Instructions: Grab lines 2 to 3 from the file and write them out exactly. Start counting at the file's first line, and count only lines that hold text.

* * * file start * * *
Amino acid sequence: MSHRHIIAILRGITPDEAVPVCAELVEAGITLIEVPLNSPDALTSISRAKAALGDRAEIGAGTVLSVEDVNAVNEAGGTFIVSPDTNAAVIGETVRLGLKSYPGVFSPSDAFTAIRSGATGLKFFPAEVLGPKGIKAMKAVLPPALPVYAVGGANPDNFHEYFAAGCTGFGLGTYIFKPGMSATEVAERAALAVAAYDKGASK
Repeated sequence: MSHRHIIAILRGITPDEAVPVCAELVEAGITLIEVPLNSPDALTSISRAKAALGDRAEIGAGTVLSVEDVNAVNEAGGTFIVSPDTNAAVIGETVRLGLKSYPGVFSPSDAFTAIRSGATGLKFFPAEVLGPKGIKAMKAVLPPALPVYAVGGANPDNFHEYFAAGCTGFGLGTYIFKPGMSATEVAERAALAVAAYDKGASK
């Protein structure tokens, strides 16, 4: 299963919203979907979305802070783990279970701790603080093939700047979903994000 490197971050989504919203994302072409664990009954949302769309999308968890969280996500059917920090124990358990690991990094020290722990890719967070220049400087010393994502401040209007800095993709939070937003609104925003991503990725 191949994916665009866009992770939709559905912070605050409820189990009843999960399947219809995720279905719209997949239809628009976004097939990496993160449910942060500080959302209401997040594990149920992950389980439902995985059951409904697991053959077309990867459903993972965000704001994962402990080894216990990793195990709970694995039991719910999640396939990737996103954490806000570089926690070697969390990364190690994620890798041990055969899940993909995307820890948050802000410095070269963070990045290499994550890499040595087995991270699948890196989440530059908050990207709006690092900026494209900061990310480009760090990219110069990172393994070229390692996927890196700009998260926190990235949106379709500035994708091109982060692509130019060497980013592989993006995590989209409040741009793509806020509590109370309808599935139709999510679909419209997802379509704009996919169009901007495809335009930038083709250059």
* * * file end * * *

Repeated sequence: MSHRHIIAILRGITPDEAVPVCAELVEAGITLIEVPLNSPDALTSISRAKAALGDRAEIGAGTVLSVEDVNAVNEAGGTFIVSPDTNAAVIGETVRLGLKSYPGVFSPSDAFTAIRSGATGLKFFPAEVLGPKGIKAMKAVLPPALPVYAVGGANPDNFHEYFAAGCTGFGLGTYIFKPGMSATEVAERAALAVAAYDKGASK
């Protein structure tokens, strides 16, 4: 299963919203979907979305802070783990279970701790603080093939700047979903994000 490197971050989504919203994302072409664990009954949302769309999308968890969280996500059917920090124990358990690991990094020290722990890719967070220049400087010393994502401040209007800095993709939070937003609104925003991503990725 191949994916665009866009992770939709559905912070605050409820189990009843999960399947219809995720279905719209997949239809628009976004097939990496993160449910942060500080959302209401997040594990149920992950389980439902995985059951409904697991053959077309990867459903993972965000704001994962402990080894216990990793195990709970694995039991719910999640396939990737996103954490806000570089926690070697969390990364190690994620890798041990055969899940993909995307820890948050802000410095070269963070990045290499994550890499040595087995991270699948890196989440530059908050990207709006690092900026494209900061990310480009760090990219110069990172393994070229390692996927890196700009998260926190990235949106379709500035994708091109982060692509130019060497980013592989993006995590989209409040741009793509806020509590109370309808599935139709999510679909419209997802379509704009996919169009901007495809335009930038083709250059």